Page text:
- The Washington Times - Monday, April 20, 2009

SHANGHAI (AP) - The Shanghai Auto Show, once a venue for the West to show off its cars to a country still relying on bicycles, is now a showcase for China’s own industry as it overtakes the U.S. in market size.

From electric vehicles to the biggest gas-guzzling SUVs, China’s automakers are maneuvering to upstage their global rivals in the only major market that is showing resilience during the global financial crisis.

“I have only three words: excited, excited, excited!” Zhang Xiaoyu, chairman of the Association of China Auto Engineering, said as the biennial Shanghai show opened Monday.

“After only 18 years of development, we may become the world’s leading auto market,” he said.

There was little sense of the gloom prevailing elsewhere in the industry _ and Chinese-made cars seemed to draw the biggest crowds.

Sales in China hit a monthly record 1.1 million in March, exceeding U.S. sales for the third month in a row as tax cuts and other government incentives drew customers back into showrooms after a brief slump late last year.

For companies including General Motors Corp., China seems the closest thing to a sure thing.

GM executives said the company intends to keep growing in China regardless of how its financial mess is resolved, though new CEO Fritz Henderson canceled plans to attend the Shanghai show to focus on the crisis back home.

“We will continue to invest in new products for China, in new facilities and the latest in technology,” said Nick Reilly, president of GM’s Asia-Pacific division.

Detroit-based GM is scaling back even in other parts of Asia, but it aims to double sales in China to about 2 million units a year within the next five years, whether it ends up in bankruptcy protection or not, said Kevin Wale, president and managing director of the GM China Group.

Both domestic and foreign manufacturers have been expanding their product offerings to span the spectrum from lower-end compacts to the raciest, plushest luxury models, the prerequisites for success in China’s increasingly diverse, hyper-competitive market.

But the real crowd-drawers Monday seemed to be the Chinese automakers.

They may remain reliant on mostly foreign technology and design and are still nowhere close to meeting finicky U.S., European and Japanese standards, but they are catching up, analysts say.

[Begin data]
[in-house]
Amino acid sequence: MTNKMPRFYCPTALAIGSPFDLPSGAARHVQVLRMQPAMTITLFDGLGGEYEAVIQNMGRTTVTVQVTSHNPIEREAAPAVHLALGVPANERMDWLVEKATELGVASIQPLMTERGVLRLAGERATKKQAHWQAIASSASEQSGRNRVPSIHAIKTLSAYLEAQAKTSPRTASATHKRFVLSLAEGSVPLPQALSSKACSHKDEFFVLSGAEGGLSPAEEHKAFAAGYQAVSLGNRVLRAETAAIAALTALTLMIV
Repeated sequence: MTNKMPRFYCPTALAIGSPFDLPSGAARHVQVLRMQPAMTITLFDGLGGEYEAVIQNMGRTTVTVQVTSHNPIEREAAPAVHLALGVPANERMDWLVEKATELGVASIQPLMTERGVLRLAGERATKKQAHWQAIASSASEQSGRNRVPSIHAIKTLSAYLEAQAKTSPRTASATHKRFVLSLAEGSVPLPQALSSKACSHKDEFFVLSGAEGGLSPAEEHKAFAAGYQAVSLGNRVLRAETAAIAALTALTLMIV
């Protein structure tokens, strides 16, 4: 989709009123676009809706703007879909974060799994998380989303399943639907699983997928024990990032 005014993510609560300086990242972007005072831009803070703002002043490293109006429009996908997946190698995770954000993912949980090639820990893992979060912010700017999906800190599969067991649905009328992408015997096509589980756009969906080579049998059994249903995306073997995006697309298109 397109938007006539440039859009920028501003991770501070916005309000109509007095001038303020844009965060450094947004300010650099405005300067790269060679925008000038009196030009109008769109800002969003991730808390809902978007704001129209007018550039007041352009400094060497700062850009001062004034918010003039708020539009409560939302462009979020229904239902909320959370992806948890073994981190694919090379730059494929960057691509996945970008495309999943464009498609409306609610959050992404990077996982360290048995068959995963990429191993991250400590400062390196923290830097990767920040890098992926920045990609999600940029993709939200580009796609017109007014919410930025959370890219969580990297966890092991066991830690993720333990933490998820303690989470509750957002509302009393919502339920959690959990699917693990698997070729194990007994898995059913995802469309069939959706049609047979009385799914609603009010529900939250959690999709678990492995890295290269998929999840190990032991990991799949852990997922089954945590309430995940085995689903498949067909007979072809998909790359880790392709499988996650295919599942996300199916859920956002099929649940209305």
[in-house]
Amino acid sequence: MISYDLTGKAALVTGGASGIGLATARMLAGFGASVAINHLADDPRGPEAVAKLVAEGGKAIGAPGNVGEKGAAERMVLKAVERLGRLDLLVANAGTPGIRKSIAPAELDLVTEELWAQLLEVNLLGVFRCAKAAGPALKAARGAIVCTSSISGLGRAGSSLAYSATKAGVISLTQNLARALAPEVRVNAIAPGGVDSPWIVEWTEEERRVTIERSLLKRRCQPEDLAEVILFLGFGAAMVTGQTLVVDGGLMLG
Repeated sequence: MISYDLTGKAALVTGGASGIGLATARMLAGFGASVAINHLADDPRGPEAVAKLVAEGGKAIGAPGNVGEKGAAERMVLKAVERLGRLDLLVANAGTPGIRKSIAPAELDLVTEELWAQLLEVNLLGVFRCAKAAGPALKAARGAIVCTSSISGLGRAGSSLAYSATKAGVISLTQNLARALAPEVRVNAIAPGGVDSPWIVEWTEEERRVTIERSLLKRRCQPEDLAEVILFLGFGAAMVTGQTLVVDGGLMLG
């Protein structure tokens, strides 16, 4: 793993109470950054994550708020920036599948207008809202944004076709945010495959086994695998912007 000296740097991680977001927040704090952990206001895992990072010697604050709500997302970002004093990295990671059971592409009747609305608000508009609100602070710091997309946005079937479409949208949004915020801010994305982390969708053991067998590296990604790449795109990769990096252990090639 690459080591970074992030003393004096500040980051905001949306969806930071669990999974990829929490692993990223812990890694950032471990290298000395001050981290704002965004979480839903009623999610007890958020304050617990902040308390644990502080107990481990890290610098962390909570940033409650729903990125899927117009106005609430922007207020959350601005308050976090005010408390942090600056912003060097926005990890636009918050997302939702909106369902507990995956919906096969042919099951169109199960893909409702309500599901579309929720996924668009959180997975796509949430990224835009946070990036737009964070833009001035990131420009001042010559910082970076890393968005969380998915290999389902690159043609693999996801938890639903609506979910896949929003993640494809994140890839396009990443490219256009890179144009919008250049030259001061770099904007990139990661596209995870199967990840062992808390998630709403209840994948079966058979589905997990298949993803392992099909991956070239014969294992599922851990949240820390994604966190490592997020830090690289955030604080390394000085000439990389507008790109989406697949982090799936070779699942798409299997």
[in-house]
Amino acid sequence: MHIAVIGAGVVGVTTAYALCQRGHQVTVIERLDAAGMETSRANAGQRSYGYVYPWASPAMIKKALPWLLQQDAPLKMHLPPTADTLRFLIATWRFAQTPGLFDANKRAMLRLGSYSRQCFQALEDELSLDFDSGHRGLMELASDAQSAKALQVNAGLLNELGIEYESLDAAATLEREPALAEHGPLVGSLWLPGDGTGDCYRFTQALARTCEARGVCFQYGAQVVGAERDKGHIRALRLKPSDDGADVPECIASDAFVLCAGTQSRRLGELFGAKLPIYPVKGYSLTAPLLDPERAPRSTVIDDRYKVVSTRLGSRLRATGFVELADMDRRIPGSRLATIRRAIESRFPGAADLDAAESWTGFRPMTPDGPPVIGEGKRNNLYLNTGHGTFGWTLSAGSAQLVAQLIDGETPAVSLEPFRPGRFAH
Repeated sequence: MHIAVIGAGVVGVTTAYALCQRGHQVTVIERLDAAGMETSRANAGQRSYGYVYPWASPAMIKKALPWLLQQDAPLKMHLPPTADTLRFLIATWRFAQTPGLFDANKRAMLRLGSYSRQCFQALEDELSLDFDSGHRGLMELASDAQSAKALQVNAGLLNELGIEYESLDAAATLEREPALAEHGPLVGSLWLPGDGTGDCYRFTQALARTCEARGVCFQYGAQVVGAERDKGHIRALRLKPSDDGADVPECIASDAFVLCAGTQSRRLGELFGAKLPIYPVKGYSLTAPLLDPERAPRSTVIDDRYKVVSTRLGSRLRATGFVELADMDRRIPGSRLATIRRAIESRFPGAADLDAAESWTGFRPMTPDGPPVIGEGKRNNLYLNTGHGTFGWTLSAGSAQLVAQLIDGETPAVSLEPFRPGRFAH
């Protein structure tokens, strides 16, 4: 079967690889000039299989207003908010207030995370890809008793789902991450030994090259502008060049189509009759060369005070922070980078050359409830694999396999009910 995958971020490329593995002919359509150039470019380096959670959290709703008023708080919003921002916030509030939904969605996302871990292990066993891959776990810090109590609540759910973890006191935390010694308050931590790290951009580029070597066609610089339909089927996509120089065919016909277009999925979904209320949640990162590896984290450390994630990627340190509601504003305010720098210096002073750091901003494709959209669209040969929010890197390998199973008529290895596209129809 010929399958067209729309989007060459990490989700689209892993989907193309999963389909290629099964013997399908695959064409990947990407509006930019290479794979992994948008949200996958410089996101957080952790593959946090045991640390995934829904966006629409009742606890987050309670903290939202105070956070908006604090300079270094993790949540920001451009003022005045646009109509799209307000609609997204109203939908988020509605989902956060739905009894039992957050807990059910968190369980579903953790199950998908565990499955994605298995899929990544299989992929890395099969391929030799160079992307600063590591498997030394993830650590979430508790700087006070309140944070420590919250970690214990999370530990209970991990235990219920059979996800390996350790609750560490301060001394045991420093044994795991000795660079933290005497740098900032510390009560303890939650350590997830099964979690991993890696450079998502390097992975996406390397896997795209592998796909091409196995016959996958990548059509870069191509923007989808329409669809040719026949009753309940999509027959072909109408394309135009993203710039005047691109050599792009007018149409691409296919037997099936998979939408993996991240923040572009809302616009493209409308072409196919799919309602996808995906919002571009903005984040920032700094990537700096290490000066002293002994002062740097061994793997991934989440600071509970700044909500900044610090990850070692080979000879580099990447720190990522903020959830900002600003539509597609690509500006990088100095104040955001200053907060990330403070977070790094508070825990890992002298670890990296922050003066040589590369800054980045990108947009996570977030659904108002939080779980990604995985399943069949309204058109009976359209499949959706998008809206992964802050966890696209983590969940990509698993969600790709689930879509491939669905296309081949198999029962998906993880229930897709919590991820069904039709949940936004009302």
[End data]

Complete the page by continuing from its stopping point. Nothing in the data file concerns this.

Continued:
The last time the Shanghai show was held, Geely Automobile Holdings was limping along with a fleet of outdated models.

On Monday, Geely reintroduced itself as the “New Geely” with several new brand names and six new car models, including one it called a “large business limousine.”

“They made some very hard decisions, to scrap their old vehicles and shift to some new ones,” said Yale Zhang, a Shanghai-based analyst with CSM Worldwide. “After two years of hard work they are in much better shape.”

“We had a lot of difficulties. Now we are trying to overcome them,” said Geely’s chairman, Li Shufu.

Chery Automobile Co., another homegrown manufacturer, introduced its Riich and Rely new premium models, aiming to move upmarket after building its business mainly on smaller sedans such as the popular QQ minicar.

“Chery is ready to meet the challenge of the global market. We’ve succeeded in launching four brands of new cars this year,” declared Chery’s president, Yin Tongyao.

The new darling of the domestic crowd is battery-maker BYD Auto, whose electric vehicle technology has attracted investment from Warren Buffett’s company, Berkshire Hathaway Inc. BYD’s F3 compact was China’s 10th biggest selling car last year.

“BYD, Geely and Chery are all doing very well, but BYD looks better. They are doing best among the local brands,” said Zhang of CSM Worldwide.

BYD introduced only one new model on Monday, the M6 multipurpose vehicle, but it had plenty of its latest electric and gas-fueled cars on show, including its plug-in hybrid F3DM, which was launched for fleet sales in December.

The company is getting many inquiries from foreign companies looking to cooperate with its electric vehicle technology, said Paul Lin, a company spokesman.

The company is sticking by its plan of selling an electric vehicle in the U.S. by 2011, Lin said.


Associated Press researcher Ji Chen contributed to this report.

(This version CORRECTS that funding for BYD Auto came from Warren Buffett’s company, not Buffett, corrects spelling of Buffett’s last name. )

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